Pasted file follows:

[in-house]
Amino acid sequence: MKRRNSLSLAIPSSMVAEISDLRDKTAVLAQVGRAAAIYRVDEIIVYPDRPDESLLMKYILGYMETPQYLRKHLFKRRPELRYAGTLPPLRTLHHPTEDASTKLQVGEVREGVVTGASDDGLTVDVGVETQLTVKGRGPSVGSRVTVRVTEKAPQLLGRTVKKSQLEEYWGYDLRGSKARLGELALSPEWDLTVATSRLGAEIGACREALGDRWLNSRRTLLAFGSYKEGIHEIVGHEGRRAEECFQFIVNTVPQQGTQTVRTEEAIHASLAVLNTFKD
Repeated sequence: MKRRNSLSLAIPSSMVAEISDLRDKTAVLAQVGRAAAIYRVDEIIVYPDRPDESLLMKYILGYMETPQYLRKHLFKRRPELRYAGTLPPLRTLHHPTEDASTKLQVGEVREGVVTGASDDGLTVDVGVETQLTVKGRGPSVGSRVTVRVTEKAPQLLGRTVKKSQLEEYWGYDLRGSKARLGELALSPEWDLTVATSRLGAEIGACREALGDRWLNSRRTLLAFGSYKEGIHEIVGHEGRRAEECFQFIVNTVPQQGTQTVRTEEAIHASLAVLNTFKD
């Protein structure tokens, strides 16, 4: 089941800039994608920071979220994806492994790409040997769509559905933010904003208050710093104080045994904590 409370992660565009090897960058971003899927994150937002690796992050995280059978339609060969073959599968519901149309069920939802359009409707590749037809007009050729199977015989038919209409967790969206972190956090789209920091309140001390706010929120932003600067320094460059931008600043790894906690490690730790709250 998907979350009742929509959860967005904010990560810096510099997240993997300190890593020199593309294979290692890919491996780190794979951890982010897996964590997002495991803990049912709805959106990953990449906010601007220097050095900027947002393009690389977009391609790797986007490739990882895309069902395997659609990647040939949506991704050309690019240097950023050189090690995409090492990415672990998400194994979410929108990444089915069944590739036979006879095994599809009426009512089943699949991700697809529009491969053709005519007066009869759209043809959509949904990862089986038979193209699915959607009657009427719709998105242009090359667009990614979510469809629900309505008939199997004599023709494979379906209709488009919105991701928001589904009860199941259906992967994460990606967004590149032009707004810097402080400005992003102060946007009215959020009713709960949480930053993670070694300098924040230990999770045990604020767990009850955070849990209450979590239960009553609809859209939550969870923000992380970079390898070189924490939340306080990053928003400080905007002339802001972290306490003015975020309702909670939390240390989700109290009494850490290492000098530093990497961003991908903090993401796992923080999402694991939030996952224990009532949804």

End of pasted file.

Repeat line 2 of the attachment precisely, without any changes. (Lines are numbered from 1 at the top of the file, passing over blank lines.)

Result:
Amino acid sequence: MKRRNSLSLAIPSSMVAEISDLRDKTAVLAQVGRAAAIYRVDEIIVYPDRPDESLLMKYILGYMETPQYLRKHLFKRRPELRYAGTLPPLRTLHHPTEDASTKLQVGEVREGVVTGASDDGLTVDVGVETQLTVKGRGPSVGSRVTVRVTEKAPQLLGRTVKKSQLEEYWGYDLRGSKARLGELALSPEWDLTVATSRLGAEIGACREALGDRWLNSRRTLLAFGSYKEGIHEIVGHEGRRAEECFQFIVNTVPQQGTQTVRTEEAIHASLAVLNTFKD